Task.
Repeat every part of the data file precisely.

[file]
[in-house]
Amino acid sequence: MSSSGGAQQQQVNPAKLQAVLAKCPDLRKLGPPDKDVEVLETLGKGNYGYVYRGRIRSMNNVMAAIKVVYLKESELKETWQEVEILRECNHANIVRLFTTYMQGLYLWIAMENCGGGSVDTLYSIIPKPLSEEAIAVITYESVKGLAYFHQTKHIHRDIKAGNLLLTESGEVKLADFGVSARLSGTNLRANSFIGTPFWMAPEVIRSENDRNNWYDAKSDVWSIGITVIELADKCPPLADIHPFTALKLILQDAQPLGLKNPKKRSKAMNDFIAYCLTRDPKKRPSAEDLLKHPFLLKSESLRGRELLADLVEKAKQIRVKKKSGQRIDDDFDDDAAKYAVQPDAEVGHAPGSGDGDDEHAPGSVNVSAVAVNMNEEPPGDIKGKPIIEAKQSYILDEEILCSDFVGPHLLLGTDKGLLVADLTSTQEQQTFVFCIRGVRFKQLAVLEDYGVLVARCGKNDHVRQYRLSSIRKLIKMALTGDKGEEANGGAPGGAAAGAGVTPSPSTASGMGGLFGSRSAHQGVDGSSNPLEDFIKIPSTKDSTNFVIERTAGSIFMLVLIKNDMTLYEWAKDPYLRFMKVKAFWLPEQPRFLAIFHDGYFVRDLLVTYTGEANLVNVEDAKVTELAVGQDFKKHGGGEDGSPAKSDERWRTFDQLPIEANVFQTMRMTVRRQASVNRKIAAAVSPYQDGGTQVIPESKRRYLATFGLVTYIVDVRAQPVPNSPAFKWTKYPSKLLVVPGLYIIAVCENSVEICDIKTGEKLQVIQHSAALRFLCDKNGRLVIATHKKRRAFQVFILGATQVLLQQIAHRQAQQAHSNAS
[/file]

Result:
[in-house]
Amino acid sequence: MSSSGGAQQQQVNPAKLQAVLAKCPDLRKLGPPDKDVEVLETLGKGNYGYVYRGRIRSMNNVMAAIKVVYLKESELKETWQEVEILRECNHANIVRLFTTYMQGLYLWIAMENCGGGSVDTLYSIIPKPLSEEAIAVITYESVKGLAYFHQTKHIHRDIKAGNLLLTESGEVKLADFGVSARLSGTNLRANSFIGTPFWMAPEVIRSENDRNNWYDAKSDVWSIGITVIELADKCPPLADIHPFTALKLILQDAQPLGLKNPKKRSKAMNDFIAYCLTRDPKKRPSAEDLLKHPFLLKSESLRGRELLADLVEKAKQIRVKKKSGQRIDDDFDDDAAKYAVQPDAEVGHAPGSGDGDDEHAPGSVNVSAVAVNMNEEPPGDIKGKPIIEAKQSYILDEEILCSDFVGPHLLLGTDKGLLVADLTSTQEQQTFVFCIRGVRFKQLAVLEDYGVLVARCGKNDHVRQYRLSSIRKLIKMALTGDKGEEANGGAPGGAAAGAGVTPSPSTASGMGGLFGSRSAHQGVDGSSNPLEDFIKIPSTKDSTNFVIERTAGSIFMLVLIKNDMTLYEWAKDPYLRFMKVKAFWLPEQPRFLAIFHDGYFVRDLLVTYTGEANLVNVEDAKVTELAVGQDFKKHGGGEDGSPAKSDERWRTFDQLPIEANVFQTMRMTVRRQASVNRKIAAAVSPYQDGGTQVIPESKRRYLATFGLVTYIVDVRAQPVPNSPAFKWTKYPSKLLVVPGLYIIAVCENSVEICDIKTGEKLQVIQHSAALRFLCDKNGRLVIATHKKRRAFQVFILGATQVLLQQIAHRQAQQAHSNAS